Tuesday, March 14, 2017

Wisc. governor boosts open records laws, while lawmakers mull pulling public notices from papers

Wisconsin Republican Gov. Scott Walker last week issued an executive order "making it easier for the public to find state government notices and meeting minutes," Molly Beck reports for the Wisconsin State Journal. During last year's Sunshine Week, which this year runs through Saturday, Walker ordered improvements to how open records are handled, Matthew DeFour reports for the Journal.

Meanwhile, state lawmakers are considering bills "that would do-away with the newspaper publication of local-government meeting minutes," reports The Polk County Sun. "Assembly Bill 70 and its companion bill, Senate Bill 42, would give school boards, city councils, village boards, county boards and technical college boards the option to post meeting minutes and proceedings on their own websites to fulfill publication requirements instead of printing them in a local newspaper, which is currently required by state law."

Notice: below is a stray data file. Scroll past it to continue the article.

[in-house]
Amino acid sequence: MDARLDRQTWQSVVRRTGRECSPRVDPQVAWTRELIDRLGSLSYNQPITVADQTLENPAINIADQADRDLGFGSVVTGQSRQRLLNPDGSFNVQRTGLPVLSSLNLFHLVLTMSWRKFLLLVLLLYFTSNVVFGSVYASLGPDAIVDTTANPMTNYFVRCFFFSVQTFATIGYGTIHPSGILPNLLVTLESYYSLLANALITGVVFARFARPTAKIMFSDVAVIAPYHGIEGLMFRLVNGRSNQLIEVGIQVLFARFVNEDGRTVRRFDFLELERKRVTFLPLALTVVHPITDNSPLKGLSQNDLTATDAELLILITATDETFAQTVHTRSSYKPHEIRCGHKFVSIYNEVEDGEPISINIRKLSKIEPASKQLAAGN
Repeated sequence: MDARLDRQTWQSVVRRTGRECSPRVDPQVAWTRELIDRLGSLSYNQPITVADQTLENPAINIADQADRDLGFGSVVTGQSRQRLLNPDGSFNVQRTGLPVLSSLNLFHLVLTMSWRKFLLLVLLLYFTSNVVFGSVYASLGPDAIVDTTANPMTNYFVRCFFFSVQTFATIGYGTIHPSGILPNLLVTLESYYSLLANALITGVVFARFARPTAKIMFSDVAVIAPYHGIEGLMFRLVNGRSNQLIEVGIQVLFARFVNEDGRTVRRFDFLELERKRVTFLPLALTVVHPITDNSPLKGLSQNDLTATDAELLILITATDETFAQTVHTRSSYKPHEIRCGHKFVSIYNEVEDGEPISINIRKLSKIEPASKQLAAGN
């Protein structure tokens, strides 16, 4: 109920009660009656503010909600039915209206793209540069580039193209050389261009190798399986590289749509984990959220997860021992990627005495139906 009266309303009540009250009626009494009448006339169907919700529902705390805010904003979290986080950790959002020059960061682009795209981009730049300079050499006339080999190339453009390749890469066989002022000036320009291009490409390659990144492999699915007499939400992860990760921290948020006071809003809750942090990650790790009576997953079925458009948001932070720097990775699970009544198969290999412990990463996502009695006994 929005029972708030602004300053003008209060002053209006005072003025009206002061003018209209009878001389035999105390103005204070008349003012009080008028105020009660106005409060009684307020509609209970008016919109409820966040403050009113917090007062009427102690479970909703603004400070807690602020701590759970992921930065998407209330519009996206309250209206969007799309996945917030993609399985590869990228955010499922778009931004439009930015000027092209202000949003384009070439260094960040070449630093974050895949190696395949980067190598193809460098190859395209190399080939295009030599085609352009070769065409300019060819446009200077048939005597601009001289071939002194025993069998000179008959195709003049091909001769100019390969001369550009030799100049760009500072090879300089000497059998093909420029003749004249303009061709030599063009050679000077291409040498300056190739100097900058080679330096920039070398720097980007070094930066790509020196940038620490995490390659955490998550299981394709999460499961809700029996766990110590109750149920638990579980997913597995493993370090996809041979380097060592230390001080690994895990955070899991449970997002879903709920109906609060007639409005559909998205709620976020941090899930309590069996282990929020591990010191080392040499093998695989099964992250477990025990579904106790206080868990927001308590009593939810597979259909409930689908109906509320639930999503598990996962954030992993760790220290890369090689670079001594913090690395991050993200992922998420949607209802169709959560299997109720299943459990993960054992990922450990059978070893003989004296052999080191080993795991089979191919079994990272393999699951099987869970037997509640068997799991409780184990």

Walker on Thursday "asked state agencies to post the most commonly requested documents online to be readily available to the public, and to post how quickly their officials respond to records requests under the state’s open records law," Beck writes. "Walker’s order requires the Department of Administration to improve the state’s public notice website by requiring all state government public notices and meeting minutes to be uploaded to the site."

"The order also requires each agency to post the total number of public records requests received, the total number of requests the agency responded to and the average time it took to fulfill the request," Beck writes. "State officials also will create and manage a single email address for agencies to use to send their meeting notices and minutes and all agency public records email addresses will be posted" online.

On March 11, 2016, Walker issued an "executive order directing state agencies to respond to requests promptly, update requesters on the status of their requests, track all requests and facilitate access to electronic records whenever possible," DeFour writes. "In the 14 months prior to the order, the average response time to fill 8,448 requests was 13 workdays. The average response time to fulfill 10,395 requests since has been nine workdays, a 30 percent improvement."

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